science

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sci·ence

(sī'ents),
1. The branch of knowledge that produces theoretic explanations of natural phenomena based on experiments and observations.
2. An area of such knowledge that is restricted to explaining a limited class of phenomena.
[L. scientia, knowledge, fr. scio, to know]

science

/sci·ence/ (si´ens)
1. the systematic observation of natural phenomena for the purpose of discovering laws governing those phenomena.
2. the body of knowledge accumulated by such means.scientif´ic

science

(sī′əns)
n.
1.
a. The observation, identification, description, experimental investigation, and theoretical explanation of phenomena: new advances in science and technology.
b. Such activities restricted to a class of natural phenomena: the science of astronomy.
2. A systematic method or body of knowledge in a given area: the science of marketing.

science

[sī′əns]
Etymology: L, scientia, knowledge
a systematic attempt to establish theories to explain observed phenomena and the knowledge obtained through these efforts. Pure science is concerned with the gathering of information solely for the sake of obtaining new knowledge. Applied science is the practical application of scientific theory and laws. See also hypothesis, law, scientific method, theory.

science

Vox populi The formal and systematic study of natural phenomena. See Big science, Fraud in science, Little science, Junk science, Misconduct in science, Prediction science, Pseudoscience.

sci·ence

(sī'ĕns)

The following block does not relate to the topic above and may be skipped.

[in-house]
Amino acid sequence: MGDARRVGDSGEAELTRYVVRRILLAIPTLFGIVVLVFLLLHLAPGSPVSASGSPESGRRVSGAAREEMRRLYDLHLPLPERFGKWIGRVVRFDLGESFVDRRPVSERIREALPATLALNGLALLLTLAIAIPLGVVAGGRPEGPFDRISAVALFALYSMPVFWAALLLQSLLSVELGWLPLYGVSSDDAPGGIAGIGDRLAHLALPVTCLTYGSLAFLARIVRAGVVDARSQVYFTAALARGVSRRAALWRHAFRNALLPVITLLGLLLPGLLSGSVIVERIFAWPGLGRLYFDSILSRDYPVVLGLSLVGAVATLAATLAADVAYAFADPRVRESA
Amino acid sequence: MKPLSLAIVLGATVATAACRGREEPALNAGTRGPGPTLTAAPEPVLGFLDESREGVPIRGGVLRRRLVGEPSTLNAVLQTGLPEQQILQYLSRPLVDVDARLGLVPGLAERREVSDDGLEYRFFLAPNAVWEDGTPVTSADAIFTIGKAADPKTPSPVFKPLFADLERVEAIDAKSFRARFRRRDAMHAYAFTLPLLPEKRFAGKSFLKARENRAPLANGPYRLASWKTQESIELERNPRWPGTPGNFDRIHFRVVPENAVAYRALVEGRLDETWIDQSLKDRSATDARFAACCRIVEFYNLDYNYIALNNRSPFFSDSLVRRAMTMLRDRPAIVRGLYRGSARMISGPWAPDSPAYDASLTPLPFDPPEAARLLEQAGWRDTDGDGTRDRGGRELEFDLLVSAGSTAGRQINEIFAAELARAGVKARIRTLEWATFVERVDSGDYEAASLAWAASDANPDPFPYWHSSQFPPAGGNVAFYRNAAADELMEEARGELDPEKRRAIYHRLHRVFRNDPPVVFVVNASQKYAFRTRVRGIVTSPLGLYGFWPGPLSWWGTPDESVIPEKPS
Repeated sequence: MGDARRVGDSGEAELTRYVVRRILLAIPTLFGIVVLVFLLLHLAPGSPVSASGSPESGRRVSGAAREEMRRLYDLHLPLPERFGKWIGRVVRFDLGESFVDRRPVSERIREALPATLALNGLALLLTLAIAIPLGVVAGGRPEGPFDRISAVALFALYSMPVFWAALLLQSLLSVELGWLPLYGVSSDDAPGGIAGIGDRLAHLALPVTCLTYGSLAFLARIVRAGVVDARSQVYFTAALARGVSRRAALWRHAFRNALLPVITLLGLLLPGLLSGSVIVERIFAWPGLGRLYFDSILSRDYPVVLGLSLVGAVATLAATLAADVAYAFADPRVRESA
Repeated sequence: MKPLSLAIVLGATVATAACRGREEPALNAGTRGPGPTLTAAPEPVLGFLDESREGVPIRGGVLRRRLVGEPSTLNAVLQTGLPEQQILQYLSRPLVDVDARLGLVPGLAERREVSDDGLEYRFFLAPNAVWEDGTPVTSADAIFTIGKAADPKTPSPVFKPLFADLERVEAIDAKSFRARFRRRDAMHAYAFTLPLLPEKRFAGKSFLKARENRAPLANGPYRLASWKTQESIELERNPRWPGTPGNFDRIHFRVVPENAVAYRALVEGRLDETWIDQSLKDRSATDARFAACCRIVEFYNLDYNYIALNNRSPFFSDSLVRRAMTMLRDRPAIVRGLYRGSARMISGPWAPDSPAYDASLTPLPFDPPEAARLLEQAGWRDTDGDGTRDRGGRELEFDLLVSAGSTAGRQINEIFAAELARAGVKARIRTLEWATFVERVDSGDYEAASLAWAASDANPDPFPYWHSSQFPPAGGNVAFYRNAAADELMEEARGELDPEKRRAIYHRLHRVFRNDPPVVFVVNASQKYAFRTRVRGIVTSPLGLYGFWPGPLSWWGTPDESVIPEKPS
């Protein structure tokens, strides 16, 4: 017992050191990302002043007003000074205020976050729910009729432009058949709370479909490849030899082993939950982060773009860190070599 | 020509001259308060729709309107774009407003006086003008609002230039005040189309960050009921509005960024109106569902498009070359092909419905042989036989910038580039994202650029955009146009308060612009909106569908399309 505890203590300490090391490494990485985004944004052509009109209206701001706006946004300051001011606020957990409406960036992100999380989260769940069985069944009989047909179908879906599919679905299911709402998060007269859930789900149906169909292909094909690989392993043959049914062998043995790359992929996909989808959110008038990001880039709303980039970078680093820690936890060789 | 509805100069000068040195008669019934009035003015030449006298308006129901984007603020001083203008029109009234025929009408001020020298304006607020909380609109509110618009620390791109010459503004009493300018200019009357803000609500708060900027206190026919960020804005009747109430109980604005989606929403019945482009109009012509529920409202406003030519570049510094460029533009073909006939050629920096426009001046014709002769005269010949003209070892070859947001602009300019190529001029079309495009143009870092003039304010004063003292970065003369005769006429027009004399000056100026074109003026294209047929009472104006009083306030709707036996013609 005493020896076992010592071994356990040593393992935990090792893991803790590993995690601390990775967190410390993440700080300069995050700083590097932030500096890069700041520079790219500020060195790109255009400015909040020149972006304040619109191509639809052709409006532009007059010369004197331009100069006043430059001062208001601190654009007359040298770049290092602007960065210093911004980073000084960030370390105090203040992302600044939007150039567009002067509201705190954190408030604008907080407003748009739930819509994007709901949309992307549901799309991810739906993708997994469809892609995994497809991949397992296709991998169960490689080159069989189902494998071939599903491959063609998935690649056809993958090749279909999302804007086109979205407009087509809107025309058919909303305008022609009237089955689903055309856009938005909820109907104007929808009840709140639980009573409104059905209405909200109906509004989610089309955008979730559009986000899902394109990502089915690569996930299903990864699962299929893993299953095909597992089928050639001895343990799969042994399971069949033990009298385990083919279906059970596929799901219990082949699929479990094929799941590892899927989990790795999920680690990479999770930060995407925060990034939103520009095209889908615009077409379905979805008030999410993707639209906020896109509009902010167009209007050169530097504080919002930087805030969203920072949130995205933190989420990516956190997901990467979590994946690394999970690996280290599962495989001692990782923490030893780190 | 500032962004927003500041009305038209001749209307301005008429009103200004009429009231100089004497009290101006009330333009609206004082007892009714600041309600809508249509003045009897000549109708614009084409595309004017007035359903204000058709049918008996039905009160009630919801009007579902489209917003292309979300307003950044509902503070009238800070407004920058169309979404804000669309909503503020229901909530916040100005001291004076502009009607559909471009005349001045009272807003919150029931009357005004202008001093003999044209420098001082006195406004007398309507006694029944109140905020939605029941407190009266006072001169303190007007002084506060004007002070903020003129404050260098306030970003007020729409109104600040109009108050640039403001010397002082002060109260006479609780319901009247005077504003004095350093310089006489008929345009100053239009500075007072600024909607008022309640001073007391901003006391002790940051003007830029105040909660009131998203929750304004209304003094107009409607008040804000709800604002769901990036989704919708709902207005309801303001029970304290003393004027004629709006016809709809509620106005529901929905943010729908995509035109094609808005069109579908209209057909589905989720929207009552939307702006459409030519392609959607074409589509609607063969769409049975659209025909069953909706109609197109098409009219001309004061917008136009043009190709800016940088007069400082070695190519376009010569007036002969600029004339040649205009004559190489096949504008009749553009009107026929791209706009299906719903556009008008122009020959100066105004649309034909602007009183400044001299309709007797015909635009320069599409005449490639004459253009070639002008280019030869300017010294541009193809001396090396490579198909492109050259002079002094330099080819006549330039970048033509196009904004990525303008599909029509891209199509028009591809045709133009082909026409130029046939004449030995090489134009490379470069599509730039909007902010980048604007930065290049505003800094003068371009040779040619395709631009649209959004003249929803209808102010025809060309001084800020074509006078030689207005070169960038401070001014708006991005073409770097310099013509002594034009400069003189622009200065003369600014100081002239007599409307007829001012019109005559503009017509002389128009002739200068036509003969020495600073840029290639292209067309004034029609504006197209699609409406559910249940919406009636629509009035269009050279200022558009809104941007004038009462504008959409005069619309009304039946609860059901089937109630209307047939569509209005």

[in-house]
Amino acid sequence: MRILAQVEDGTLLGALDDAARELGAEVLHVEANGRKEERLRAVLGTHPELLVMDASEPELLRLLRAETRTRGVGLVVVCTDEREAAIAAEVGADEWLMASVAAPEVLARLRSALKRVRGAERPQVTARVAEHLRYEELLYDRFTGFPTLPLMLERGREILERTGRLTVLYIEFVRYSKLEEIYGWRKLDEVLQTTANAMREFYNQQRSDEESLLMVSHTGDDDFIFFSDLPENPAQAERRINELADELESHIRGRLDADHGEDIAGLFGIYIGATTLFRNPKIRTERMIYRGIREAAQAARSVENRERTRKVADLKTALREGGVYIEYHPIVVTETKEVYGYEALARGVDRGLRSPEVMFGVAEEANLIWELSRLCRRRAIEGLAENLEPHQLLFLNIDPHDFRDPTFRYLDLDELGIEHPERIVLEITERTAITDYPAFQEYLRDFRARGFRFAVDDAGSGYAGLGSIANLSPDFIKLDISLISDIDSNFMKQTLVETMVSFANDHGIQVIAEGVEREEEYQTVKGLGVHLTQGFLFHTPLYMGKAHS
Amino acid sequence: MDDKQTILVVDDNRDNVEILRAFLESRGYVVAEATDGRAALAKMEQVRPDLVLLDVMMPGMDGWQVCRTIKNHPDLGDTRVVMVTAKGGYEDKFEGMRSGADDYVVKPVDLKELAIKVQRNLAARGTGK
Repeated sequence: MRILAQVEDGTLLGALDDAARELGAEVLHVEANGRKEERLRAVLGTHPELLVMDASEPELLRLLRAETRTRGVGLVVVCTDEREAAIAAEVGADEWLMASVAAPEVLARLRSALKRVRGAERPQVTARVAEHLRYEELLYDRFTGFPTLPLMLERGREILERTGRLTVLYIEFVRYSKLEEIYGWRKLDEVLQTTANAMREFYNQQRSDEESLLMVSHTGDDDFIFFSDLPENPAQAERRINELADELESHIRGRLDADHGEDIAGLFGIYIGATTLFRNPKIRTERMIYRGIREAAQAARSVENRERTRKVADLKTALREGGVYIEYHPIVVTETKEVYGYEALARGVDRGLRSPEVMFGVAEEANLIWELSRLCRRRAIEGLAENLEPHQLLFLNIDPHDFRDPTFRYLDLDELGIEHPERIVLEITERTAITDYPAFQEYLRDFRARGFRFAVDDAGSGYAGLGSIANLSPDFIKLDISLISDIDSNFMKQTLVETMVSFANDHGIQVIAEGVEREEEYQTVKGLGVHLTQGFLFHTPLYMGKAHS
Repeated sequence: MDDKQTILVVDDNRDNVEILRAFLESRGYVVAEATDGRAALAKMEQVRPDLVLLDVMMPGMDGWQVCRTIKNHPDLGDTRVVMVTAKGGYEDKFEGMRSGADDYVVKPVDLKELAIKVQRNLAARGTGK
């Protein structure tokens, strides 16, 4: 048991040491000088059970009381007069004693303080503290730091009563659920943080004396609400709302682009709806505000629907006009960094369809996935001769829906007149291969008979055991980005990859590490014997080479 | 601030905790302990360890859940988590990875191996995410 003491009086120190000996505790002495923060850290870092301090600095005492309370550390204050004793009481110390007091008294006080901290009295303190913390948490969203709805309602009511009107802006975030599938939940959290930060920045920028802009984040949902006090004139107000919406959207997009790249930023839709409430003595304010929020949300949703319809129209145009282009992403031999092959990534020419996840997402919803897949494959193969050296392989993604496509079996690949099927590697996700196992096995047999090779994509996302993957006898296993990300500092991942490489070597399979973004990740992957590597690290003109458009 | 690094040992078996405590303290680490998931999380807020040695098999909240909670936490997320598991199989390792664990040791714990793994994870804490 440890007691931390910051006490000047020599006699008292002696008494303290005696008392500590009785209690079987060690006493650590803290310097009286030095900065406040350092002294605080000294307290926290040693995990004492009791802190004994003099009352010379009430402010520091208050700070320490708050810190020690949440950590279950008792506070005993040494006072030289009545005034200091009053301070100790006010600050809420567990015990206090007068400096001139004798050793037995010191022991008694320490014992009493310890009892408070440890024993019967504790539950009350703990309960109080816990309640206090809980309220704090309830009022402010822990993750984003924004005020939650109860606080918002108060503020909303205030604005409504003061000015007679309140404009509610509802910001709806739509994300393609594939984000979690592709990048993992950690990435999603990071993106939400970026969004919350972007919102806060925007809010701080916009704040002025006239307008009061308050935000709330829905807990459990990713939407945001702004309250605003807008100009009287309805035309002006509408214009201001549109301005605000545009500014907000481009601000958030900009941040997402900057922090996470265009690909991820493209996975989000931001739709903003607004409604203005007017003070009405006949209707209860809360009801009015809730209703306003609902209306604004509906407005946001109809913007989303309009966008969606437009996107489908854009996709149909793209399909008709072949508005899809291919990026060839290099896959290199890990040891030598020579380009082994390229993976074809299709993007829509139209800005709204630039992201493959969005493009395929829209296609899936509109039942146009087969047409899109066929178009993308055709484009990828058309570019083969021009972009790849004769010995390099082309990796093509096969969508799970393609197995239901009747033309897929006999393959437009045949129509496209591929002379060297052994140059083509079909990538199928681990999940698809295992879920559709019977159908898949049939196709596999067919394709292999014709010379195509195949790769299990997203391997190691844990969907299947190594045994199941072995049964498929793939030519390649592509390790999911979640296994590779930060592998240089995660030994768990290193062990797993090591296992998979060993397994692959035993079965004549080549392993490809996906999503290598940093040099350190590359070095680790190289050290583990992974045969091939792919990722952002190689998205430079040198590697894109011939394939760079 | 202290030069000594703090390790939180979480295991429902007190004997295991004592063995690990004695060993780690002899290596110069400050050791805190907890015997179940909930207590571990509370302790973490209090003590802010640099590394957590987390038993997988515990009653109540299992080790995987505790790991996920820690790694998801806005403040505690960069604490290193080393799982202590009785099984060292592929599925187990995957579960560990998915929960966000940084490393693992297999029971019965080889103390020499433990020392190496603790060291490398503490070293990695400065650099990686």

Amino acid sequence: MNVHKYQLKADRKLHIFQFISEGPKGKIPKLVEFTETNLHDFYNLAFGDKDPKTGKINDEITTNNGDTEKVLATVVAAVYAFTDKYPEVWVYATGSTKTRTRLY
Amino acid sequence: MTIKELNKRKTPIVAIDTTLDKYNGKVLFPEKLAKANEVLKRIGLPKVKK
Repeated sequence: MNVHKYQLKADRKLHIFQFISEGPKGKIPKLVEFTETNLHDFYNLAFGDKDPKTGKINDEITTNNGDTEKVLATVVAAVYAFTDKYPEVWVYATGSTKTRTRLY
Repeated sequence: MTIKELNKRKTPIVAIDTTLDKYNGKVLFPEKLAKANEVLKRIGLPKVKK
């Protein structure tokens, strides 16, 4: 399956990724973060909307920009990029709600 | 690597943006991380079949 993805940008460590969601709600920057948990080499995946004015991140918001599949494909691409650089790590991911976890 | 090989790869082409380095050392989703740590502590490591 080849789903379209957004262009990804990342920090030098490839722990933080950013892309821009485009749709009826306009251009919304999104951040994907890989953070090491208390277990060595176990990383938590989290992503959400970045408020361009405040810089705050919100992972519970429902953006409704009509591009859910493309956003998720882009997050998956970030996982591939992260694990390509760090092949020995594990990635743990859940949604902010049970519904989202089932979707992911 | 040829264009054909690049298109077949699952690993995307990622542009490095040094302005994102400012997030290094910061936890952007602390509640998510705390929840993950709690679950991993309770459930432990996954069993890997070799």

1. The branch of knowledge that produces theoretic explanations of natural phenomena based on experiments and observations.
2. An area of such knowledge that is restricted to explaining a limited class of phenomena.
[L. scientia, knowledge, fr. scio, to know]
References in periodicals archive ?
Another segment from that same essay moves from revelations of reading habits toward textual explication through definitions of science fiction as part and parcel of a "metonymic process.
At any rate, Cornea thankfully doesn't formulate her own definition of sf but rather discusses the longstanding problems of such a formulation, beginning with her first sentence: "There are almost as many definitions of science fiction as there are critics who have attempted to define it as a genre" (2).
The pattern you may see in these definitions of sciences is each is fairly short, but more notably, each begins with the phrase "the study of" Learning any of these sciences as studies of particular things makes the respective sciences immediately understandable to students, even schoolchildren.